29 Apr

Animalia: Want to see the circus? Los Angeles says you’ll need to look elsewhere.

Hello, and happy weekend. Three years ago, Los Angeles banned the use of elephant bullhooks within city limits. Bullhooks are heavy metal tools that resemble fire pokers and are used to train and guide elephants, and Los Angeles at the time was joining a growing number of large municipalities to prohibit them. Those moves, which …
 
Animalia
On animals, people and the world they share
 
 
A trainer for Ringling Bros. with the elephants at one of their final shows. (Michael S. Williamson/The Washington Post) Hello, and happy weekend. Three years ago, Los Angeles banned the use of elephant bullhooks within city limits. Bullhooks are heavy metal tools that resemble fire pokers and are used to train and guide elephants, and Los Angeles at the time was joining a growing number of large municipalities to prohibit them. Those moves, which were long championed by animal rights groups, made it much harder for Ringling Bros. & Barnum and Bailey to bring its famous elephants to town, and they eventually resulted in the circus’s decision to retire the animals. The Ringling elephants’ retirement, in turn, drove Feld Entertainment Inc., Ringling’s parent company, to announce earlier this year that it would completely fold its tent in May. This was a stunning turn of events for the biggest and most storied player in American circuses — and it reflected a real shift in mood among the public about shows that feature animals. This week, Los Angeles again signaled its distaste for animal performances, becoming the largest U.S. jurisdiction to move to ban all displays or performances by wild and exotic animals. In a unanimous vote, the city council on Tuesday ordered the drafting of an ordinance that would prohibit not only circuses within city limits, but also exhibits like sidewalk snake handlers and rentals of animals at house parties (which, apparently, is a thing). Accredited zoos and basic petting zoos would be exempted, and — Los Angeles being home to Hollywood — animals in “legitimate film productions” would get a pass, too.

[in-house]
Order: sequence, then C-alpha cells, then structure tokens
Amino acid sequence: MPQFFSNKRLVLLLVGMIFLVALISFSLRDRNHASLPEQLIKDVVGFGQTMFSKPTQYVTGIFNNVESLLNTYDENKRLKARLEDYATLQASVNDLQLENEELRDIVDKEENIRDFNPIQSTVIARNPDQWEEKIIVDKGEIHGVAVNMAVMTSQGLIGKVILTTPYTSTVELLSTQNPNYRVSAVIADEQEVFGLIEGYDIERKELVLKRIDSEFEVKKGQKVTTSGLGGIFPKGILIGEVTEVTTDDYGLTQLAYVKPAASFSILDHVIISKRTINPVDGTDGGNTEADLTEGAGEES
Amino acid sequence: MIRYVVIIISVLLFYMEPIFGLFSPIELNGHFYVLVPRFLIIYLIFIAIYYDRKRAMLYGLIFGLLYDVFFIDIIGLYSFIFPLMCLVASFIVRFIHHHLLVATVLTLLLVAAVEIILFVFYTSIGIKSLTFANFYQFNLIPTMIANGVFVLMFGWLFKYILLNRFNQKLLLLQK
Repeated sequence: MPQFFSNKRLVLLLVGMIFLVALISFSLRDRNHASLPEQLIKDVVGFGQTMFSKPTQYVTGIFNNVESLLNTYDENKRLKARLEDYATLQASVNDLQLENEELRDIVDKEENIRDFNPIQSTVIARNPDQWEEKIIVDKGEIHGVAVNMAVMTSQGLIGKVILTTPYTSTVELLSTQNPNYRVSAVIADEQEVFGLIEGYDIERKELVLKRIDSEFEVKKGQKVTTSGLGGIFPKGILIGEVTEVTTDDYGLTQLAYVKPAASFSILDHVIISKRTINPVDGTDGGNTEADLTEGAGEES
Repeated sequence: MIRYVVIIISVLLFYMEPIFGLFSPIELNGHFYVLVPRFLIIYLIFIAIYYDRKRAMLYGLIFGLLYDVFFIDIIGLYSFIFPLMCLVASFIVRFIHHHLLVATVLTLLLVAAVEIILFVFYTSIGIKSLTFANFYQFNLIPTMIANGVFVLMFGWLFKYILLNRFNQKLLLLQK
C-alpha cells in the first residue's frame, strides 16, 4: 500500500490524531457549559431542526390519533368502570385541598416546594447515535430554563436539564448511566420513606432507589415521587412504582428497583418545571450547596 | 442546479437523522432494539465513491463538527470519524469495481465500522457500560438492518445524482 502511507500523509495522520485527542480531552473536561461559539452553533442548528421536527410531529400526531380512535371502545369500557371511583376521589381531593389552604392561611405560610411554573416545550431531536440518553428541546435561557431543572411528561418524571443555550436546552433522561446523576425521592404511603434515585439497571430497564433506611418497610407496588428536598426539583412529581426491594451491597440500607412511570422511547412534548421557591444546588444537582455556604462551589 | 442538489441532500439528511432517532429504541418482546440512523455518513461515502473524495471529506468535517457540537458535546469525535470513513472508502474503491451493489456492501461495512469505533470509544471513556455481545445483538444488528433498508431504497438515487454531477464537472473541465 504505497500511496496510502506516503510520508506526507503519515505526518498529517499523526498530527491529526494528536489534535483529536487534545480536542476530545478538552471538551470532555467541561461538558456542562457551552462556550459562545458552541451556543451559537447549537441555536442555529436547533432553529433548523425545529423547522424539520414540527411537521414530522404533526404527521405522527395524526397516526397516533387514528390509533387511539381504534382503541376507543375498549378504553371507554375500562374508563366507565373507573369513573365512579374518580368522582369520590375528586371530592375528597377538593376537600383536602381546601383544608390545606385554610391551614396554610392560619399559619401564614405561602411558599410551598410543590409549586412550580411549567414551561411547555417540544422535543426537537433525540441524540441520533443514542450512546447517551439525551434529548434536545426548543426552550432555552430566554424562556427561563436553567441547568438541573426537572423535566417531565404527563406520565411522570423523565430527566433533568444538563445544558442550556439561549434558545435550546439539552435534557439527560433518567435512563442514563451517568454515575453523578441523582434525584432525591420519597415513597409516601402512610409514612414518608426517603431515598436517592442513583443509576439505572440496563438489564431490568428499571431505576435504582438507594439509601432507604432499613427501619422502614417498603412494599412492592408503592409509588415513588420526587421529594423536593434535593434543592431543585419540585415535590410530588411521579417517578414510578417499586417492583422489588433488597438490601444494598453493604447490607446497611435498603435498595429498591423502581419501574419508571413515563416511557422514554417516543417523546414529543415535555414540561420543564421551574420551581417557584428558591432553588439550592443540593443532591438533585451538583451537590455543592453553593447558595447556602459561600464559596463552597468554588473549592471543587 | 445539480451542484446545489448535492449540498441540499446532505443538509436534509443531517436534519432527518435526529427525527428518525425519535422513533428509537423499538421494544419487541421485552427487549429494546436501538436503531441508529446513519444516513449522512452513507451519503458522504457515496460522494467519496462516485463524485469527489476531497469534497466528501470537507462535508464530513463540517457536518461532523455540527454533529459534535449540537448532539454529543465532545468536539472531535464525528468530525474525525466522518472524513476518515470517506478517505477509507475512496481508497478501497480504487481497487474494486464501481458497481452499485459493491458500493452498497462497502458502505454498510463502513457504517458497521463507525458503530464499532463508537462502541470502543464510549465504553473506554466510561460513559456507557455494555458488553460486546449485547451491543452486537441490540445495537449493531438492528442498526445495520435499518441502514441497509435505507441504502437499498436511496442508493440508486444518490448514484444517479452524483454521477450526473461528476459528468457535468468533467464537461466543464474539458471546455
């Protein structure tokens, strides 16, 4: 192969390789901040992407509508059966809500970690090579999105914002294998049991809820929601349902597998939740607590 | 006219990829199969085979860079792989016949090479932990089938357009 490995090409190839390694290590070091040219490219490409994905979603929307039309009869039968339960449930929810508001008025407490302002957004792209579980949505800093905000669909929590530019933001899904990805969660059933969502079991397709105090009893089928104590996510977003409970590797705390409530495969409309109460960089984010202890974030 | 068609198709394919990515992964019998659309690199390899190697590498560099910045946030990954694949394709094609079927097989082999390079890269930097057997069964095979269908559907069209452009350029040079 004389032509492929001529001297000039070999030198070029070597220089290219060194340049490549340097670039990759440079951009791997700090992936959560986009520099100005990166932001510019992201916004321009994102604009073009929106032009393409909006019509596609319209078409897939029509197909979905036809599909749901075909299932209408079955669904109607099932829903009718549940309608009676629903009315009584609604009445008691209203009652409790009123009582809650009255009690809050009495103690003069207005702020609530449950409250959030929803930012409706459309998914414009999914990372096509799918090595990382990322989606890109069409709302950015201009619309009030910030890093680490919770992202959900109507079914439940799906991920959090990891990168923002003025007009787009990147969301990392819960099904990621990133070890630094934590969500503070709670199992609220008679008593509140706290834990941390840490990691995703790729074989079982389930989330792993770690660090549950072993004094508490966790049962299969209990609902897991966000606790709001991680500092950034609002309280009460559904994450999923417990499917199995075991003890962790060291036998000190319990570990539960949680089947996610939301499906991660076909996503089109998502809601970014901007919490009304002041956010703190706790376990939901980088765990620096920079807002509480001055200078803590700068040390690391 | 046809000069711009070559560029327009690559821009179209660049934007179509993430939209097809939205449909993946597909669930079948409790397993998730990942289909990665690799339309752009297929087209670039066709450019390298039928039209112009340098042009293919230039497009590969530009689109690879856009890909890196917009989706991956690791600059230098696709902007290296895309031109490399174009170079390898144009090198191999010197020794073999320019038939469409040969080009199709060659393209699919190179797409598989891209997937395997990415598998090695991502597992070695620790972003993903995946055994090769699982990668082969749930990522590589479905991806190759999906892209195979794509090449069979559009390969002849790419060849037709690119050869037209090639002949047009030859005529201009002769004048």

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San Francisco already has such a ban, and New York City is considering one. Some members of Congress have proposed a federal ban, though that’s unlikely to succeed any time soon. But given that Ringling, the heavyweight in this industry, will no longer be actively lobbying against these sorts of measures, you can expect to see more passing around the country. In other words: If you want to see tiger tricks or elephant acrobatics, which about 19 traveling circuses offer some version of, you’d probably better do it soon. “The times are changing,” reads a fact sheet on the topic distributed by L.A. city council member David Ryu, who sponsored the motion. “Public safety and animal welfare are at great risk when wild or exotic animals are used for entertainment. The public, particularly children, also learn the wrong lessons about wild or exotic animals.” On a related topic, I’ve got a question: What’s your view on the well-being of animals at zoos and aquariums? Do you feel differently about visiting these establishments than you did as a child? Do you think they’re more crucial than ever for teaching people to appreciate and help conserve animals, or are they outdated in an era of  high-quality, high-definition wildlife programming on television? I ask because I’m on a panel early next month at a conference of zoo and aquarium leaders, and this — the public perception of the welfare of animals at those places — is the topic. I’d love to be able to share some of your feedback. Email me your thoughts, please, at karin.brulliard@washpost.com. If you’ve been forwarded this newsletter and want to subscribe, do so here: http://wapo.st/2aWJmjU
 
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